Plussing is different from mere brainstorming, the term often used for meetings designed to generate ideas. The goal in brainstorming is typically just to come up with new ideas, sometimes as many as possible.

Pixar’s approach is closer to a structured debate. The goal is to critically review existing work, often rigorously, and to generate new ideas that build further and create something better.

Science backs up the idea that structured debate is far superior to simply brainstorming. A study 2 led by UC Berkeley professor Charlan Nemeth found that when a team used structured debate, it significantly outperformed a team instructed to merely ‘brainstorm.’ Nemeth concluded that “debate and criticism do not inhibit ideas but, rather, stimulate them.” What might be even more significant is that after the teams disbanded, the team that used structured debate continued to generate further ideas. It seems that the experience of a constructive debate lingers, and people continue to come up with new ideas.

Surprisingly Similar to the Approach Used in Mediation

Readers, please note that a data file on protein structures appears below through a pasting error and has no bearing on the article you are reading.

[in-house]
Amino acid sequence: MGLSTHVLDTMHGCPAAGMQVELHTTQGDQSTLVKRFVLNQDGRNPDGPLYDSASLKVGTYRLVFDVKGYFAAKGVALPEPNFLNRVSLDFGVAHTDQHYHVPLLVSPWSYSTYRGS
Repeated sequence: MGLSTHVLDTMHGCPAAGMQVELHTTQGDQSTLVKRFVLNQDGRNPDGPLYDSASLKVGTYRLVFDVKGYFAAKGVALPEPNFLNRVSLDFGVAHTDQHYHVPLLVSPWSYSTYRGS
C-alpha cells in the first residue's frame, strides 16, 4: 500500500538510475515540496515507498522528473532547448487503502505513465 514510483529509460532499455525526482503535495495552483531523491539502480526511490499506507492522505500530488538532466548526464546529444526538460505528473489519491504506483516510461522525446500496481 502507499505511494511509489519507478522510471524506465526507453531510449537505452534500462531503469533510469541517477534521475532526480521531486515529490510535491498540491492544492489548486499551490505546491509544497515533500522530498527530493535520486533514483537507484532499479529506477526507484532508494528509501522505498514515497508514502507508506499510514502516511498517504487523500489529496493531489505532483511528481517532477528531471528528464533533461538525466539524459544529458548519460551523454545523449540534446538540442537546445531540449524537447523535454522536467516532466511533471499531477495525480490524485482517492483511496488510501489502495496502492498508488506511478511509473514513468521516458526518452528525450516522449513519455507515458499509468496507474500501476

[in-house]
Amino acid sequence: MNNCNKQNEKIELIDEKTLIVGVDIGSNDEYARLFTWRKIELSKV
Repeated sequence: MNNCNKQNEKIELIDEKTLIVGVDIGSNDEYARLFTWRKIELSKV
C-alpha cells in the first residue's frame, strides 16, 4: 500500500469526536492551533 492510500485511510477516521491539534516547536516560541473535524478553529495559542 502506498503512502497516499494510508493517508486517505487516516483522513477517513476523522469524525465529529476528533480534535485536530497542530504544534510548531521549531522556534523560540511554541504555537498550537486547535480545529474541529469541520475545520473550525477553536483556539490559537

If you’ve ever been in or observed a formal mediation, you’ll know that the process is in fact quite structured. Most mediators today will use the method of principled negotiation, the model developed by the Harvard Negotiation Project in the 1980s.

One of the core principles is to separate the people from the problem, and thus take the focus off personal issues to avoid negativity. In plussing, the basic rule to ‘accept all offers’ is similarly away to avoid the negatives easily triggered by rejecting ideas. Creative people often can feel that a rejection of their idea is a rejection of them.

Another core principle in mediation is to spend considerable time focusing on new options. That’s very similar to the core idea in plussing – namely that you must always propose a new constructive suggestion for any idea that you criticize.

Maintains Intrinsic Motivation, which Fosters Creativity

Extensive research in psychology now shows the best way to stimulate creativity at work is to make sure people remain intrinsically motivated – that is, driven by interest, enjoyment and satisfaction in the work itself. Harvard’s Teresa Amabile has spent more than 35 years researching this connection, and found it to true for all groups of people, from children to knowledge workers to professional artists.

The technique of plussing by design helps ensure intrinsic motivation, because it offsets the criticism with a focus on creative alternatives. The science supports the idea that this has contributed immensely to the high levels of creative output at Pixar.

How Do You Create a Culture of Plussing?

The mere knowledge that plussing is a wise practice does not make it easy to achieve. Anyone who has tried to change the culture of a team or organization will know just how difficult this can be.

Nonetheless, it can be done. Two key changes are essential: (1) Language and (2) Tools that Implement the New Behaviors.

(1) Language